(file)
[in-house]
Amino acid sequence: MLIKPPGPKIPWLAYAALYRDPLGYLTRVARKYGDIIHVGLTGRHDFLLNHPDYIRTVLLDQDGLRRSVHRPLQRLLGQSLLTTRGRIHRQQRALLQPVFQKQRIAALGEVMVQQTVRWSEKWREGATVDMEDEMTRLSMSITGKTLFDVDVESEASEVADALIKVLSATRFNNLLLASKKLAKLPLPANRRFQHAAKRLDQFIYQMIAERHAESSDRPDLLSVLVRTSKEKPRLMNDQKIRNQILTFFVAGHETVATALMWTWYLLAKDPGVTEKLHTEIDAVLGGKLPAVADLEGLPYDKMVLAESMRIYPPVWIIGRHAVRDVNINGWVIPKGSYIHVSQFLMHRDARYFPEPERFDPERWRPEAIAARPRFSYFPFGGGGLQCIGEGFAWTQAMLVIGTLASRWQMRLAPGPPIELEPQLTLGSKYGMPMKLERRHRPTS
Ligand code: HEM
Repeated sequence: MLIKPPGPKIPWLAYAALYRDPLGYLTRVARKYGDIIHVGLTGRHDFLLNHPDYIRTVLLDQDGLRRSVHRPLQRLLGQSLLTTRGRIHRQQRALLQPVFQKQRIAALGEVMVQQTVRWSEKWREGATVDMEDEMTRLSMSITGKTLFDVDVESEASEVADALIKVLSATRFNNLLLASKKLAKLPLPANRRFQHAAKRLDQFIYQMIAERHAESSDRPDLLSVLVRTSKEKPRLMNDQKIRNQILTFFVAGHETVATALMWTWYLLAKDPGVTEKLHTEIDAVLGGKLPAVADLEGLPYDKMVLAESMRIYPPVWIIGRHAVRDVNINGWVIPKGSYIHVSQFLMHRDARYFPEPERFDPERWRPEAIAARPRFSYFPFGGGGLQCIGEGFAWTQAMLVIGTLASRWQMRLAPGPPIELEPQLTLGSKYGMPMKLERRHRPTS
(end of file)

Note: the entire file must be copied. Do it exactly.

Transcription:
[in-house]
Amino acid sequence: MLIKPPGPKIPWLAYAALYRDPLGYLTRVARKYGDIIHVGLTGRHDFLLNHPDYIRTVLLDQDGLRRSVHRPLQRLLGQSLLTTRGRIHRQQRALLQPVFQKQRIAALGEVMVQQTVRWSEKWREGATVDMEDEMTRLSMSITGKTLFDVDVESEASEVADALIKVLSATRFNNLLLASKKLAKLPLPANRRFQHAAKRLDQFIYQMIAERHAESSDRPDLLSVLVRTSKEKPRLMNDQKIRNQILTFFVAGHETVATALMWTWYLLAKDPGVTEKLHTEIDAVLGGKLPAVADLEGLPYDKMVLAESMRIYPPVWIIGRHAVRDVNINGWVIPKGSYIHVSQFLMHRDARYFPEPERFDPERWRPEAIAARPRFSYFPFGGGGLQCIGEGFAWTQAMLVIGTLASRWQMRLAPGPPIELEPQLTLGSKYGMPMKLERRHRPTS
Ligand code: HEM
Repeated sequence: MLIKPPGPKIPWLAYAALYRDPLGYLTRVARKYGDIIHVGLTGRHDFLLNHPDYIRTVLLDQDGLRRSVHRPLQRLLGQSLLTTRGRIHRQQRALLQPVFQKQRIAALGEVMVQQTVRWSEKWREGATVDMEDEMTRLSMSITGKTLFDVDVESEASEVADALIKVLSATRFNNLLLASKKLAKLPLPANRRFQHAAKRLDQFIYQMIAERHAESSDRPDLLSVLVRTSKEKPRLMNDQKIRNQILTFFVAGHETVATALMWTWYLLAKDPGVTEKLHTEIDAVLGGKLPAVADLEGLPYDKMVLAESMRIYPPVWIIGRHAVRDVNINGWVIPKGSYIHVSQFLMHRDARYFPEPERFDPERWRPEAIAARPRFSYFPFGGGGLQCIGEGFAWTQAMLVIGTLASRWQMRLAPGPPIELEPQLTLGSKYGMPMKLERRHRPTS